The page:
pH of diluted ethanol solutions in water is practically the same as that of water. It can be calculated from two equilibriums - Kw (ion product for water) and Ka.
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TakeItEasy

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Re:pH of Ethanol
« Reply #9 on: July 20, 2005, 01:55:33 AM »

Ethanol does not have a pH.  

As pH by its very definition is the log of the hydrogen ion concentration in aqueous solution.  If you don't have water you dont have a pH.  You can stick a pH probe in pure ethanol and get a value on the meter but that's not its pH.
:oif that's not the pH of ethanol, then what is it?
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DrCMS

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Re:pH of Ethanol
« Reply #10 on: July 20, 2005, 05:18:32 AM »

Thats the point the meter will give a reading but by definition in a non-aqueous system the number can NOT be pH.  To be a true pH reading you must have water.
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Dude

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Re:pH of Ethanol
« Reply #11 on: July 20, 2005, 10:23:28 AM »

Come to think of it, I don't know the answer to Quark's question.  pH is operationally defined as a cell potential generated by a certain amount of H+ in an aqueous buffer solution upon a glass electrode.  If one places the electrodes in ethanol or hexane, a value comes out.  One can logically argue based upon activity that the value isn't referable to the aqueous buffer solutions that were used to calibrate the instrument.  However, what creates the potential to cause a value to register?  Now I'm confused as to why I really can't divide by 0 other than 20 years of educators telling me that it is undefined.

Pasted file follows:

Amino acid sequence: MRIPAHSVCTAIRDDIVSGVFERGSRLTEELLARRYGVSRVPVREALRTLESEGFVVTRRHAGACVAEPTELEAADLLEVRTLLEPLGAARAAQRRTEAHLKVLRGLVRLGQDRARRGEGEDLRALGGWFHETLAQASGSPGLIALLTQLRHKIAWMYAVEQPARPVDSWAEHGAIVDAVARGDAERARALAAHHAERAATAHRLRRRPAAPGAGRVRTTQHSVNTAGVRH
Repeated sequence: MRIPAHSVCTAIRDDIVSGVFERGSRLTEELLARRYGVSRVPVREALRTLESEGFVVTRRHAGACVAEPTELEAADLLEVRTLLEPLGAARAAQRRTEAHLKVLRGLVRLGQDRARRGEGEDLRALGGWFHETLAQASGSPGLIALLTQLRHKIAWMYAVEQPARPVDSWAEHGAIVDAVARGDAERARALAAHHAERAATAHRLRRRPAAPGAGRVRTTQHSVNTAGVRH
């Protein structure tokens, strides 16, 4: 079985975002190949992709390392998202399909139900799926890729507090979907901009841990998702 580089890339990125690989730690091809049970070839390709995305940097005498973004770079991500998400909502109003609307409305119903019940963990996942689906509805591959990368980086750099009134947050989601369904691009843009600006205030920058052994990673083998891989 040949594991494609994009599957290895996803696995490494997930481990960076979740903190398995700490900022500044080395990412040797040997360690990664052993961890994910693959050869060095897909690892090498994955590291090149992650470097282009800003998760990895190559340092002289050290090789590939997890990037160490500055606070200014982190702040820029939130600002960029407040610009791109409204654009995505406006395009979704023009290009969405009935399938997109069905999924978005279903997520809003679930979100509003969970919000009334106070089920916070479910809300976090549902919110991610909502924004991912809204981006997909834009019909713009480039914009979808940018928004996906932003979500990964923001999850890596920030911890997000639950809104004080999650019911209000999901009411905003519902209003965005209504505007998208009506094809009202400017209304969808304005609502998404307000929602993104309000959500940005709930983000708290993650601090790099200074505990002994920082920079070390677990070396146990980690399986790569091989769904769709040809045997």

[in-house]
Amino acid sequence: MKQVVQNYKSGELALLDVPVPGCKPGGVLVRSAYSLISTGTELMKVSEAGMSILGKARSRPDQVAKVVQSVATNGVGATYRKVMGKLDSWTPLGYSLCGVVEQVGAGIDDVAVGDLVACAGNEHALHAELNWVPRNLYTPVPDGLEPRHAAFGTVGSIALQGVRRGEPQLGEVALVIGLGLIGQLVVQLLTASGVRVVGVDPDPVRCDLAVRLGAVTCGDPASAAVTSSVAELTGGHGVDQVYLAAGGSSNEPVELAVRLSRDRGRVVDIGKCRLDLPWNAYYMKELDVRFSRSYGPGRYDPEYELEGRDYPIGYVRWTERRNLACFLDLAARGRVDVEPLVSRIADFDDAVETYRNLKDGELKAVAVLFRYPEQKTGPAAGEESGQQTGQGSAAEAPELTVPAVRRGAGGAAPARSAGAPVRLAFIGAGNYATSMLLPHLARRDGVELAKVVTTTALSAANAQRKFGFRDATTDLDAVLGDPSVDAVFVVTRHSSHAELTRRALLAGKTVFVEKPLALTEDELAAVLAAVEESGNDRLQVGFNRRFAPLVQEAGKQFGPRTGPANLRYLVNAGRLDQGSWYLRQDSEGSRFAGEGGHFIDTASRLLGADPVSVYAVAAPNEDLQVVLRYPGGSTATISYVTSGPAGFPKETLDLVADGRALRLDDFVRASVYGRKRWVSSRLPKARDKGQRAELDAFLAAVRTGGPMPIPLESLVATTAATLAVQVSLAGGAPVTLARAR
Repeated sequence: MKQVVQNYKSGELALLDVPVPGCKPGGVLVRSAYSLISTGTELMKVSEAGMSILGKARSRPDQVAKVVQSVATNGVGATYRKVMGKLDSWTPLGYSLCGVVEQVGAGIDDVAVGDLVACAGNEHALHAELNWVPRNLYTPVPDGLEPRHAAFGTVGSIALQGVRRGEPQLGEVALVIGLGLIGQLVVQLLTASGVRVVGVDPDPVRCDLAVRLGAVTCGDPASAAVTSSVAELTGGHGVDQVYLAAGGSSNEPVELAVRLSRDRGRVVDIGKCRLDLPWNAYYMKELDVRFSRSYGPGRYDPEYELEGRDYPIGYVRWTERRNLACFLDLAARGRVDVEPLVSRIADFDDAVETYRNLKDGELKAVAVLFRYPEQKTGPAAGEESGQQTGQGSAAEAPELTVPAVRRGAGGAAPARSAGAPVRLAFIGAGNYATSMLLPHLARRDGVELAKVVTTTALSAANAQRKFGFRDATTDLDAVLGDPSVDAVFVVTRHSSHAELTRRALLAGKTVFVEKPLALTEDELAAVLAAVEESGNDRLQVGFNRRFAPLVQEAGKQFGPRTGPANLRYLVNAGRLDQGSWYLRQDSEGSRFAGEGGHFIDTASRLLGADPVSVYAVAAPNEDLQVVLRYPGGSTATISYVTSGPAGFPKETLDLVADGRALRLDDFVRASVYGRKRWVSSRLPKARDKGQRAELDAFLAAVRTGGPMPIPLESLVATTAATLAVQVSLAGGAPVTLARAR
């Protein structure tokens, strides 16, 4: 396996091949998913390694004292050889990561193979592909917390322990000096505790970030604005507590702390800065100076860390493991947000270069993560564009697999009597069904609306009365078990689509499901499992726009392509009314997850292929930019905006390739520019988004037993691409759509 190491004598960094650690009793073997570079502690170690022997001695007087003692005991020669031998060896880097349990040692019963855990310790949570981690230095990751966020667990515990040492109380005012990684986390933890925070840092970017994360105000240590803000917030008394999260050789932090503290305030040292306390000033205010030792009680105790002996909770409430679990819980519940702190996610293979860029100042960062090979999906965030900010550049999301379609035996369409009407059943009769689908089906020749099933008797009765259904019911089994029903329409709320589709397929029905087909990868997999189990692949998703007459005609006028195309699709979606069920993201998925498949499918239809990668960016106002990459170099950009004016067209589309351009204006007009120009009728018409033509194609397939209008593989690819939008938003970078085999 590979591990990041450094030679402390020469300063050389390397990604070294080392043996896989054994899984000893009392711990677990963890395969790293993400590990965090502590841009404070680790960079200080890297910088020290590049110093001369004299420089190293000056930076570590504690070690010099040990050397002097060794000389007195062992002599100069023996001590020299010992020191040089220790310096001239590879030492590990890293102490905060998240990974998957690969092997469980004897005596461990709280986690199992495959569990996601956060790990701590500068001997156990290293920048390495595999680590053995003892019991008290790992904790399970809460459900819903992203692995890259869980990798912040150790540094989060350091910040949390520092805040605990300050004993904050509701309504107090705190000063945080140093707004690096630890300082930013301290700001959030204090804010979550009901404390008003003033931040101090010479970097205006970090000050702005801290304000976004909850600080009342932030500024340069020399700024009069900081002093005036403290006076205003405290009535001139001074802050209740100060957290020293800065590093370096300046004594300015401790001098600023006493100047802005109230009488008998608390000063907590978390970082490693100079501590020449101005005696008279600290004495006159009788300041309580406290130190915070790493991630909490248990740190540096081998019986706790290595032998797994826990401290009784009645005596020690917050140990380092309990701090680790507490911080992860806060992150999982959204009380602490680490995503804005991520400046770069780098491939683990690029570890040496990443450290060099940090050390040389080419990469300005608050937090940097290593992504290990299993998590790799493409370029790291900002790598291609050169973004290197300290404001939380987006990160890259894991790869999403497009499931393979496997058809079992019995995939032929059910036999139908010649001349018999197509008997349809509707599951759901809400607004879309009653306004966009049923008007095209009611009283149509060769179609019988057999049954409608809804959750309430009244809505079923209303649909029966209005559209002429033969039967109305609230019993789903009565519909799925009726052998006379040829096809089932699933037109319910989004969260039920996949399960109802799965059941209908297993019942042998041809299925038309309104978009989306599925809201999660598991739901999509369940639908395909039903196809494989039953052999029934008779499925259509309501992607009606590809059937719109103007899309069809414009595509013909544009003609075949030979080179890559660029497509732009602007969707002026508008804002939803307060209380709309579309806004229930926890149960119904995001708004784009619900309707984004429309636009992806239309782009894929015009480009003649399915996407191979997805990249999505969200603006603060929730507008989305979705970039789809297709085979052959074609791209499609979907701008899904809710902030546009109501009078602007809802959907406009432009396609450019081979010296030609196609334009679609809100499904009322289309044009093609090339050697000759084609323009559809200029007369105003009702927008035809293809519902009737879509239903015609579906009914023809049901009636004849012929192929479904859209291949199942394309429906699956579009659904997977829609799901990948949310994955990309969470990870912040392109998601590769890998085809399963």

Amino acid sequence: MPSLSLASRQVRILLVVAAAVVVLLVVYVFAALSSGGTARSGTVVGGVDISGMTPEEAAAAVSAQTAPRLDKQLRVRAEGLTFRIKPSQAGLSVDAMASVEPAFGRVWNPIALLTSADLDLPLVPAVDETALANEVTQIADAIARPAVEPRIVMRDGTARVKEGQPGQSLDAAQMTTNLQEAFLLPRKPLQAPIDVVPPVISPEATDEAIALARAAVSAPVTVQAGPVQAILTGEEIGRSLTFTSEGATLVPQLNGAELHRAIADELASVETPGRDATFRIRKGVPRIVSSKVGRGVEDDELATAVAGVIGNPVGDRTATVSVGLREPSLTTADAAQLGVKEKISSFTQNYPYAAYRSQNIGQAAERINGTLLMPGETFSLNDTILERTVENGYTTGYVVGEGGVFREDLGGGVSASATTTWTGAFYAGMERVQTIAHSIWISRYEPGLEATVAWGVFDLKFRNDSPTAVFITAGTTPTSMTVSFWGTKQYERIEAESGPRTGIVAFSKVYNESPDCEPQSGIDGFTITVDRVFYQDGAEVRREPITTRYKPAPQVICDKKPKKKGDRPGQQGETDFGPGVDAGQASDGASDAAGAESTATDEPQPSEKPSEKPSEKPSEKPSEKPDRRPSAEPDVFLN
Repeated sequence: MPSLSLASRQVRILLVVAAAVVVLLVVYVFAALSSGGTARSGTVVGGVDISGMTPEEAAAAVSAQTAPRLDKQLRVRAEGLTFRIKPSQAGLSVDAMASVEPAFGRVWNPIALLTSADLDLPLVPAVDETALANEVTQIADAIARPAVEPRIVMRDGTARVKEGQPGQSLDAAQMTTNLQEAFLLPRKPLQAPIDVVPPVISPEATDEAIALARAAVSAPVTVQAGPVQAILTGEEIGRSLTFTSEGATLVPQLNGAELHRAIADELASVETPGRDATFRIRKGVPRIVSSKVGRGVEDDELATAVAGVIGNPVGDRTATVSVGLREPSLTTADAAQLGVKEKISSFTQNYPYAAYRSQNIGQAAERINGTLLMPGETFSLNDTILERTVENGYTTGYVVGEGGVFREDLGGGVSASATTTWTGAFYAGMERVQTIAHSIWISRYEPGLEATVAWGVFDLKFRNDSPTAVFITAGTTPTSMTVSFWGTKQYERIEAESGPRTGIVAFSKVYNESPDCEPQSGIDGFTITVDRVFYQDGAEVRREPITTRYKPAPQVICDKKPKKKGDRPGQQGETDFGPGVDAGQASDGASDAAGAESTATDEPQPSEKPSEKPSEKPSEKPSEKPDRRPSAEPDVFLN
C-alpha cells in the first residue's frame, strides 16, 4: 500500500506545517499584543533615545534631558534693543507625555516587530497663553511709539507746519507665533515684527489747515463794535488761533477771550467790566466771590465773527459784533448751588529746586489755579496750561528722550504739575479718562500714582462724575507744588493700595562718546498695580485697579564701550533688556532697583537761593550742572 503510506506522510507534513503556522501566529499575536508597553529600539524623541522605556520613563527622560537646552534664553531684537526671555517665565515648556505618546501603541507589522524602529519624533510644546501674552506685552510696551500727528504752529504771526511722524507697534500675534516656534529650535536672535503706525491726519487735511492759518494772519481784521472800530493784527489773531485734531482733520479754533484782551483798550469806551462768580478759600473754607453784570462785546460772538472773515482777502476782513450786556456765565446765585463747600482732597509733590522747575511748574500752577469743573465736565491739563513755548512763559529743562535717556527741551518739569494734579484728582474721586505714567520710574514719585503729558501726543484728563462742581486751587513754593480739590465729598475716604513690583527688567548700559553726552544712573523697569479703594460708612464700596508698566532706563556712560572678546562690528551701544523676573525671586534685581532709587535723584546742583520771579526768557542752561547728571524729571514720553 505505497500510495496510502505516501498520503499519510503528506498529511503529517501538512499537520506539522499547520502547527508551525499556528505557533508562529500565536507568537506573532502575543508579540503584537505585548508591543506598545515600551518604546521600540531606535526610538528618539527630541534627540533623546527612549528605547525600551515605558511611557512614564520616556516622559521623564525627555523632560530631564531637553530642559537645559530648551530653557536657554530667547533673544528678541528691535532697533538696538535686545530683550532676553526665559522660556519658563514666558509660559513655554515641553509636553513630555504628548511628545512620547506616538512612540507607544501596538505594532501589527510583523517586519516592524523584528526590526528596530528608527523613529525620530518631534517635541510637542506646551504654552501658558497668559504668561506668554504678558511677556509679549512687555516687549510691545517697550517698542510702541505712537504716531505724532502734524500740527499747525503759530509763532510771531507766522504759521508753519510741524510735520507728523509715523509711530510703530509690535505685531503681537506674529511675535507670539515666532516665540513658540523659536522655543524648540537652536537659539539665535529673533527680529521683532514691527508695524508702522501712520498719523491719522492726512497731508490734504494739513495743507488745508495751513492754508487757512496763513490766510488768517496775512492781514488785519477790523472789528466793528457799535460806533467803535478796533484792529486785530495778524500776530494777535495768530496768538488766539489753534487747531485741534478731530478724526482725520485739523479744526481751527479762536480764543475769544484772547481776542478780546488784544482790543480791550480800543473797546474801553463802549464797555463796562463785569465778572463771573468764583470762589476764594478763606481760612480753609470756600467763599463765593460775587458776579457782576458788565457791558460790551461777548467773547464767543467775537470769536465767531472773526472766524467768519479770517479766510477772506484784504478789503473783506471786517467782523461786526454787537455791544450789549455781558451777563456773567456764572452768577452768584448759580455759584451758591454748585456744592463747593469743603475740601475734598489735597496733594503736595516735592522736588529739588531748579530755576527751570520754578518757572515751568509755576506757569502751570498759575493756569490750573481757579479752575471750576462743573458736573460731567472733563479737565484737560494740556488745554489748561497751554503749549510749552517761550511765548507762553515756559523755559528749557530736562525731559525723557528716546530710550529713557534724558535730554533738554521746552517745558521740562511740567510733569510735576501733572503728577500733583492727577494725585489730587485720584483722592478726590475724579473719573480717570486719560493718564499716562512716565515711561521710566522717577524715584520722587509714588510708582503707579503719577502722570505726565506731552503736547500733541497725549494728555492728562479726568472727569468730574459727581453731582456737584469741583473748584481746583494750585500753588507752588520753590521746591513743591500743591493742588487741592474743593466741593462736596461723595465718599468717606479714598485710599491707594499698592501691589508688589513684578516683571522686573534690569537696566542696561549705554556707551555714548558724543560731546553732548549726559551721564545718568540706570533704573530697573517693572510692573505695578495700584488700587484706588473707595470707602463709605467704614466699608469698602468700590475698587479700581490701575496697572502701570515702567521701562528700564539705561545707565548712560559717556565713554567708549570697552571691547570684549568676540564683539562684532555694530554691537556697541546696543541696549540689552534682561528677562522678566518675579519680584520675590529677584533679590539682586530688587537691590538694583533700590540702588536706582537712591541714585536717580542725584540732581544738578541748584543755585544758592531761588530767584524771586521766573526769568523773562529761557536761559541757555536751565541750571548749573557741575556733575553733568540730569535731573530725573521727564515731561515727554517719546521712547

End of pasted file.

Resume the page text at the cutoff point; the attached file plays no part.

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Borek

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Re:pH of Ethanol
« Reply #12 on: July 21, 2005, 01:25:02 PM »

why I really can't divide by 0 other than 20 years of educators telling me that it is undefined.

For division:

if x/y=a then ay=x

but it is not satisfied for y=0.

From what I know pH scale can be generalized for use in other solvents than water, thus it seems for me ethanol has a pH - and the neutral one of 9.45, as it autodissociates just like water does (but the ethanol ionic product is - at 10-18.9 - substantially smaller then Kw).
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Re: pH of Ethanol
« Reply #13 on: July 05, 2007, 01:06:38 PM »

If anyone still cares, when measuring pH of ethanol, pHe is measured. It is an apparent pH with special equipment and circumstances, since to have a pH, an aqueous solution is necessary.
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Medic851

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Re: pH of Ethanol
« Reply #14 on: November 22, 2007, 12:16:32 PM »

Of course ethanol has a pH

Everything organic has a pH and you could probably argue that inorganic compounds have a pH depending on the definition of an acid (bronsted lowry, lewis etc..)

If Wikipedia is correct in stating that the pKa is 15.9 than that value is related to pH by the negative logarithm of pKa.

So.... pH = (-log)pKa---------- if you use the inverse log function on your calculator which is 10^x power times the pKa 15.9 you should derive a number around 7.9 which represents the pH. So Ethanol is slightly basic which is consistent with the idea that that OH (hydroxide ion) the characteristic feature of alcohols is present in solution.